Multiple proteases of the same family are quite often present in the same species in biological systems. These multiple proteases, despite having high homology in their primary and tertiary structures, show deviations in properties such as stability, activity, and specificity. It is of interest, therefore, to compare the structures of these multiple proteases in a single species to identify the structural changes, if any, that may be responsible for such deviations. Ervatamin-A, ervatamin-B and ervatamin-C are three such papain-like cysteine proteases found in the latex of the tropical plant Ervatamia coronaria, and are known not only for their high stability over a wide range of temperature and pH, but also for variations in activity and specificity among themselves and among other members of the family. Here we report the crystal structures of ervatamin-A and ervatamin-C, complexed with an irreversible inhibitor 1-[l-N-(trans-epoxysuccinyl)leucyl]amino-4-guanidinobutane (E-64), together with enzyme kinetics and molecular dynamic simulation studies. A comparison of these results with the earlier structures helps in a correlation of the structural features with the corresponding functional properties. The specificity constants (k(cat)/K(m)) for the ervatamins indicate that all of these enzymes have specificity for a branched hydrophobic residue at the P2 position of the peptide substrates, with different degrees of efficiency. A single amino acid change, as compared to ervatamin-C, in the S2 pocket of ervatamin-A (Ala67-->Tyr) results in a 57-fold increase in its k(cat)/K(m) value for a substrate having a Val at the P2 position. Our studies indicate a higher enzymatic activity of ervatamin-A, which has been subsequently explained at the molecular level from the three-dimensional structure of the enzyme and in the context of its helix polarizibility and active site plasticity. PMID:18167146

  15. PAPAIN, A PLANT ENZYME OF BIOLOGICAL IMPORTANCE: A REVIEW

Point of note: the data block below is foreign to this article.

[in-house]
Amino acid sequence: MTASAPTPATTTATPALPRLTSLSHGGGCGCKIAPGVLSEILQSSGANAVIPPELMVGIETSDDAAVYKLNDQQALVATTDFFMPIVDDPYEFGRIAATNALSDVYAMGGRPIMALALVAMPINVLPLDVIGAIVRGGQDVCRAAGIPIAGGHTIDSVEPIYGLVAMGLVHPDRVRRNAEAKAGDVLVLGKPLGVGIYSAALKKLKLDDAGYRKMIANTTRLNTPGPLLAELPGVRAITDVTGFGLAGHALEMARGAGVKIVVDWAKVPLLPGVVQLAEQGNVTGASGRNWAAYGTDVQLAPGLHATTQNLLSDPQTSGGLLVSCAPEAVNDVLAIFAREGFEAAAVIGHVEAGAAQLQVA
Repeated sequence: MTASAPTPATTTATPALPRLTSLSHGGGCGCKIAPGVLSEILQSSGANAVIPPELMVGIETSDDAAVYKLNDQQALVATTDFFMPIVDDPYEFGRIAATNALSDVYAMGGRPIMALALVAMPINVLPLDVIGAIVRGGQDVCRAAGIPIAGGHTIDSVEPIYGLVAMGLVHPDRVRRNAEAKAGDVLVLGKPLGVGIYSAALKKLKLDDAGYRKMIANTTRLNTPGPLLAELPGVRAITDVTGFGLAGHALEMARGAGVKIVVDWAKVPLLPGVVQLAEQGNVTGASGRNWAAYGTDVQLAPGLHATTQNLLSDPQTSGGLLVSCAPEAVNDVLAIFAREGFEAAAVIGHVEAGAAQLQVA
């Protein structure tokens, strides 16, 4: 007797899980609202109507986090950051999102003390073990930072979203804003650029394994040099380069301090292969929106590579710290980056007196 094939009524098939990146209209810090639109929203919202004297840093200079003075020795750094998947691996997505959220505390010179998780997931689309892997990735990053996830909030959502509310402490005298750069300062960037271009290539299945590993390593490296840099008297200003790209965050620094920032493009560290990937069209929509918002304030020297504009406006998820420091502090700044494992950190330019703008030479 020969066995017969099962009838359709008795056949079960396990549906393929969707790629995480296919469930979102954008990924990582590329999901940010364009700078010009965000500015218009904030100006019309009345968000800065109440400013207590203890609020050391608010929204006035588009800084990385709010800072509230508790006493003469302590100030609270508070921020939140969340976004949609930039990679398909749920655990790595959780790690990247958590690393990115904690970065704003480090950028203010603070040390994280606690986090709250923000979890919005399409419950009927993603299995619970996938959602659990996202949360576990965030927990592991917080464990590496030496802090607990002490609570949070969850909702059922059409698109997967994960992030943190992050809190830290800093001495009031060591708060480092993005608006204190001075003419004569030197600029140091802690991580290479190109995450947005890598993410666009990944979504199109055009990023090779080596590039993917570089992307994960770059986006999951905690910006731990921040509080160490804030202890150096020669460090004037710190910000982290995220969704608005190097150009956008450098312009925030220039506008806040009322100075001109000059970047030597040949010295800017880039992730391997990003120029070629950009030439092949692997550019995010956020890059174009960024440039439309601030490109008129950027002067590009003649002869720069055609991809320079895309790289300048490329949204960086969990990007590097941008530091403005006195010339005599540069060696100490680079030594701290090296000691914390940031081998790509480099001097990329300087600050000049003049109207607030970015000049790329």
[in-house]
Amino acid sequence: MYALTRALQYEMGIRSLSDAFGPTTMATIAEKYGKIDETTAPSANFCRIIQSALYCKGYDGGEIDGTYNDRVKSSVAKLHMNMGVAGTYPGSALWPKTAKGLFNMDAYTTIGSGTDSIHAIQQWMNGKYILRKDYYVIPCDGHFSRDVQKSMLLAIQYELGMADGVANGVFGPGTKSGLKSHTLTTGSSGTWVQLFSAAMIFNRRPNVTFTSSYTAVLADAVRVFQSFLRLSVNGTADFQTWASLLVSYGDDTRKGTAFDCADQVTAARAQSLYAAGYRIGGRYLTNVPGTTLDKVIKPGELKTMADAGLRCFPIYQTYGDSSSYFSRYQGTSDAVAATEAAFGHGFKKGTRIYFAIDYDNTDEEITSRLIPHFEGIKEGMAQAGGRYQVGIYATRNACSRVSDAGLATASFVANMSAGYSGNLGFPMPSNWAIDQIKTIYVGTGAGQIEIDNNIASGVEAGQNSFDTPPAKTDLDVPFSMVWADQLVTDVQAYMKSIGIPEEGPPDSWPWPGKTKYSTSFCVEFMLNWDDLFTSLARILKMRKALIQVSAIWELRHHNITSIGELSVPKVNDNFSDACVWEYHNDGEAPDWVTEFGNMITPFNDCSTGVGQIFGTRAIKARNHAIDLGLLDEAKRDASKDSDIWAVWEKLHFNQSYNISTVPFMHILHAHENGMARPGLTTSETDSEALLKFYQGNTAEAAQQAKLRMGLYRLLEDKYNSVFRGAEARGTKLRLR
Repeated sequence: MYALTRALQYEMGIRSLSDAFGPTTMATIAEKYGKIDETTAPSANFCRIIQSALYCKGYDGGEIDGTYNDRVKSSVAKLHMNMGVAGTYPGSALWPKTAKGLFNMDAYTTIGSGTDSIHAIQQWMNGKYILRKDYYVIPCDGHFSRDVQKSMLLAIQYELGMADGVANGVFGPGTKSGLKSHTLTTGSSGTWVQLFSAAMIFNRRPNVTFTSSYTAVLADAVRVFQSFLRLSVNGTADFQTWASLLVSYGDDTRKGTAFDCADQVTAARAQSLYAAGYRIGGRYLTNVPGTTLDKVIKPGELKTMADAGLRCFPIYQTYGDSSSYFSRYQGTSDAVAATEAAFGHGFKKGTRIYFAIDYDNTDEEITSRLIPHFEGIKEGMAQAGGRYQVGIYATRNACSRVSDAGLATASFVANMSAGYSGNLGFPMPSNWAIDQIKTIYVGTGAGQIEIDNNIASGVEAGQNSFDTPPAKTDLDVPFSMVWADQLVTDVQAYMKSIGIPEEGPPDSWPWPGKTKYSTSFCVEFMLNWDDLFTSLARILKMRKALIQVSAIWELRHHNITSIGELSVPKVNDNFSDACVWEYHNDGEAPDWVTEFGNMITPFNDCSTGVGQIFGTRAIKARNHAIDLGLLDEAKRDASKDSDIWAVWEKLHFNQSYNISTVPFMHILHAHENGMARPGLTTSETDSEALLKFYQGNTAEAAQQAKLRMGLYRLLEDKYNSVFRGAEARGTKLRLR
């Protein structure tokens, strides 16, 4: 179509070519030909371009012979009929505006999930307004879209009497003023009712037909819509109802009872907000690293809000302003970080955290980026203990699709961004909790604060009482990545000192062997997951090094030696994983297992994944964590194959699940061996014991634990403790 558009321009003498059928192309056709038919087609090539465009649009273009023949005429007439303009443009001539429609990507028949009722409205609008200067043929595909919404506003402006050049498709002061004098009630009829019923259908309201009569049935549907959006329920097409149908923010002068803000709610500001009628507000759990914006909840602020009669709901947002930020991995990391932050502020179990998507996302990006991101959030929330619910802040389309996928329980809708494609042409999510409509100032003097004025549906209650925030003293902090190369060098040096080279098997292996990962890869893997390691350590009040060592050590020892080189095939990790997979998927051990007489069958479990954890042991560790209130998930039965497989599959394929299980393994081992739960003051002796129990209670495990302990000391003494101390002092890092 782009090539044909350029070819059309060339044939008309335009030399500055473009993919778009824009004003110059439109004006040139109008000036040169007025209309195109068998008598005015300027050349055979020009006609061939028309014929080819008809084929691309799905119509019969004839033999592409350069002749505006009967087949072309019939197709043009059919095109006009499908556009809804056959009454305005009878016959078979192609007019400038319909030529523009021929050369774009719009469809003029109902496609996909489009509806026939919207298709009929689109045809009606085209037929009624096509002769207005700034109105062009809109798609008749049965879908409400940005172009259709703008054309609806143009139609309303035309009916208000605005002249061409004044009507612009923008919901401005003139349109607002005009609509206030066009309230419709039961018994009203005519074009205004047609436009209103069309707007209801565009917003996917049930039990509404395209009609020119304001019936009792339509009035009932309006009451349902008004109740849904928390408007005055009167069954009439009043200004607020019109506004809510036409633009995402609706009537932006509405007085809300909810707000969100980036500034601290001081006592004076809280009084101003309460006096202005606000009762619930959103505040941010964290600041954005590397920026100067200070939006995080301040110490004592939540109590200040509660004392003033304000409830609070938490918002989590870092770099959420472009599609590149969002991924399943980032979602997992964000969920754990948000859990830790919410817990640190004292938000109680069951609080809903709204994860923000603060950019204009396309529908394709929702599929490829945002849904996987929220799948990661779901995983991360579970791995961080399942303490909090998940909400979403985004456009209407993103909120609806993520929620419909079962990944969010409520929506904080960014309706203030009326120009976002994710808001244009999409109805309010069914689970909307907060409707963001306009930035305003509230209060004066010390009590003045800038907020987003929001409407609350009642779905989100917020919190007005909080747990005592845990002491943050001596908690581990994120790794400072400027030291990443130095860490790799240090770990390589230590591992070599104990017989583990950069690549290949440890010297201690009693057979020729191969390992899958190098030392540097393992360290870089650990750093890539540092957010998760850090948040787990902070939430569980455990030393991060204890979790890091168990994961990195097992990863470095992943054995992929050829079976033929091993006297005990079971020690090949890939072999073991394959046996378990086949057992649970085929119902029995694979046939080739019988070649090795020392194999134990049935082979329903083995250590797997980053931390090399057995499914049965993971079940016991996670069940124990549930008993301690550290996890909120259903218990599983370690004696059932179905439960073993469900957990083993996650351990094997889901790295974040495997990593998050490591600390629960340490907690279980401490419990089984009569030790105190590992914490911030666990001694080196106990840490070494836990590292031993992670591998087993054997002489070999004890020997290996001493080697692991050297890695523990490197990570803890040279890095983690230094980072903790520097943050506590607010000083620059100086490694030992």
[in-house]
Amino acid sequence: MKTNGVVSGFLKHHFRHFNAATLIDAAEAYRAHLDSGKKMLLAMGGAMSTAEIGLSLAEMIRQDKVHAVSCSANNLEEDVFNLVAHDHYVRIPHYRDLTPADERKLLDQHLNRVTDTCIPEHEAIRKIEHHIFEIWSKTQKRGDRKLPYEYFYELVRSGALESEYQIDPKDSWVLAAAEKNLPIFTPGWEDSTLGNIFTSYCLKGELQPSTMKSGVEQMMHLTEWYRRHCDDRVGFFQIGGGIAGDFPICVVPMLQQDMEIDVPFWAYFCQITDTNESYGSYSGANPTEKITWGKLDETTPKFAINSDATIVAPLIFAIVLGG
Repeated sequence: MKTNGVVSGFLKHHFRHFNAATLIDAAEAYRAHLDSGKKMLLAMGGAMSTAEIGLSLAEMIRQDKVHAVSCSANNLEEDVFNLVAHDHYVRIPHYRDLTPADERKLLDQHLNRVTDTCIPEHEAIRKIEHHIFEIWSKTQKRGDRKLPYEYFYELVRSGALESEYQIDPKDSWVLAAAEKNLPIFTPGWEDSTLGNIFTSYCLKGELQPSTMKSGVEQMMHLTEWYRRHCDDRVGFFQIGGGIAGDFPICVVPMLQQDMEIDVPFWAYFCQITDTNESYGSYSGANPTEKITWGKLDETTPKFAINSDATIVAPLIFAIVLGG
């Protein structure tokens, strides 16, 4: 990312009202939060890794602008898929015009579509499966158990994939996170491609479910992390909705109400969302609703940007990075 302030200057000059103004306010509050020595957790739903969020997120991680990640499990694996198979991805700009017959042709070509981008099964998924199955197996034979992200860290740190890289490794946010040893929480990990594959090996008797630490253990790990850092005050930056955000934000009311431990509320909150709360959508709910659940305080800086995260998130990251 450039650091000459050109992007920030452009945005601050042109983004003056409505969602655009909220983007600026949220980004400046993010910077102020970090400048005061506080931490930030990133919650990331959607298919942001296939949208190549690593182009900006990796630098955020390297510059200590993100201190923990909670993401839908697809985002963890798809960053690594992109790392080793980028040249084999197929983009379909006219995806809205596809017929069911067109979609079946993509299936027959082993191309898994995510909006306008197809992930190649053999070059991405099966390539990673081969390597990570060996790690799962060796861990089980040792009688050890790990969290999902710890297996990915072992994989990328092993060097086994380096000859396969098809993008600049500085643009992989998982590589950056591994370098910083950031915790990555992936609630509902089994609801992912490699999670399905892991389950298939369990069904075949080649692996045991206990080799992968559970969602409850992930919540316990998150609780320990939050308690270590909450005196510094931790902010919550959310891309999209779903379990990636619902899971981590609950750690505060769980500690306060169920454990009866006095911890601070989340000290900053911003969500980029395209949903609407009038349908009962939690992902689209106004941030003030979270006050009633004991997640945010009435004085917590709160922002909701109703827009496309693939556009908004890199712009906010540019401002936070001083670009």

Directory of Open Access Journals (Sweden)

    Ezekiel Amri

    2012-01-01

    Full Text Available Papain is a plant proteolytic enzyme for the cysteine proteinase family cysteine protease enzyme in which enormous progress has been made to understand its functions. Papain is found naturally in papaya (Carica papaya L. manufactured from the latex of raw papaya fruits. The enzyme is able to break down organic molecules made of amino acids, known as polypeptides and thus plays a crucial role in diverse biological processes in physiological and pathological states, drug designs, industrial uses such as meat tenderizers and pharmaceutical preparations. The unique structure of papain gives it the functionality that helps elucidate how proteolytic enzymes work and also makes it valuable for a variety of purposes. In the present review, its biological importance, properties and structural features that are important to an understanding of their biological function are presented. Its potential for production and market opportunities are also discussed.

  16. Kazal-type proteinase inhibitor from disk abalone (Haliotis discus discus): molecular characterization and transcriptional response upon immune stimulation.

    Science.gov (United States)

    Wickramaarachchi, W D Niroshana; De Zoysa, Mahanama; Whang, Ilson; Wan, Qiang; Lee, Jehee

    2013-09-01